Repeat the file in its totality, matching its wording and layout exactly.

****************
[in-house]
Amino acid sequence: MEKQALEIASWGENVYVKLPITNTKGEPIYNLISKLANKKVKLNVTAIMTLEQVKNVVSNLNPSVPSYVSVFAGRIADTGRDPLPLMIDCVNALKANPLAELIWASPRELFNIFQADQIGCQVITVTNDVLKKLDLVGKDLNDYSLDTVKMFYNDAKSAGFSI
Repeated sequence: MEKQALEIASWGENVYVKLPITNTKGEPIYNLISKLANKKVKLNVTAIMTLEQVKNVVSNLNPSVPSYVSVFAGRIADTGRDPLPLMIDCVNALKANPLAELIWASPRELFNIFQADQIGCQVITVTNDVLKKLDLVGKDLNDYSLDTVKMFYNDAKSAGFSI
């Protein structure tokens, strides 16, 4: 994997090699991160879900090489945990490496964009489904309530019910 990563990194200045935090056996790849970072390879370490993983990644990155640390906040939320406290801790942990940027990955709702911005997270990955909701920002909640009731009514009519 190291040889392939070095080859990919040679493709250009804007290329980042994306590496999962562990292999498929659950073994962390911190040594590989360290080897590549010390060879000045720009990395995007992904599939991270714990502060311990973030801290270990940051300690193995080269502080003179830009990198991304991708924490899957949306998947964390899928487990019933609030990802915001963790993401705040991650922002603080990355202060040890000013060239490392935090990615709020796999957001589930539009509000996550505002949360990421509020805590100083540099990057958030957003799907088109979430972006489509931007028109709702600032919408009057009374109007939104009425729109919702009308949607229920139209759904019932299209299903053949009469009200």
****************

[in-house]
Amino acid sequence: MEKQALEIASWGENVYVKLPITNTKGEPIYNLISKLANKKVKLNVTAIMTLEQVKNVVSNLNPSVPSYVSVFAGRIADTGRDPLPLMIDCVNALKANPLAELIWASPRELFNIFQADQIGCQVITVTNDVLKKLDLVGKDLNDYSLDTVKMFYNDAKSAGFSI
Repeated sequence: MEKQALEIASWGENVYVKLPITNTKGEPIYNLISKLANKKVKLNVTAIMTLEQVKNVVSNLNPSVPSYVSVFAGRIADTGRDPLPLMIDCVNALKANPLAELIWASPRELFNIFQADQIGCQVITVTNDVLKKLDLVGKDLNDYSLDTVKMFYNDAKSAGFSI
């Protein structure tokens, strides 16, 4: 994997090699991160879900090489945990490496964009489904309530019910 990563990194200045935090056996790849970072390879370490993983990644990155640390906040939320406290801790942990940027990955709702911005997270990955909701920002909640009731009514009519 190291040889392939070095080859990919040679493709250009804007290329980042994306590496999962562990292999498929659950073994962390911190040594590989360290080897590549010390060879000045720009990395995007992904599939991270714990502060311990973030801290270990940051300690193995080269502080003179830009990198991304991708924490899957949306998947964390899928487990019933609030990802915001963790993401705040991650922002603080990355202060040890000013060239490392935090990615709020796999957001589930539009509000996550505002949360990421509020805590100083540099990057958030957003799907088109979430972006489509931007028109709702600032919408009057009374109007939104009425729109919702009308949607229920139209759904019932299209299903053949009469009200």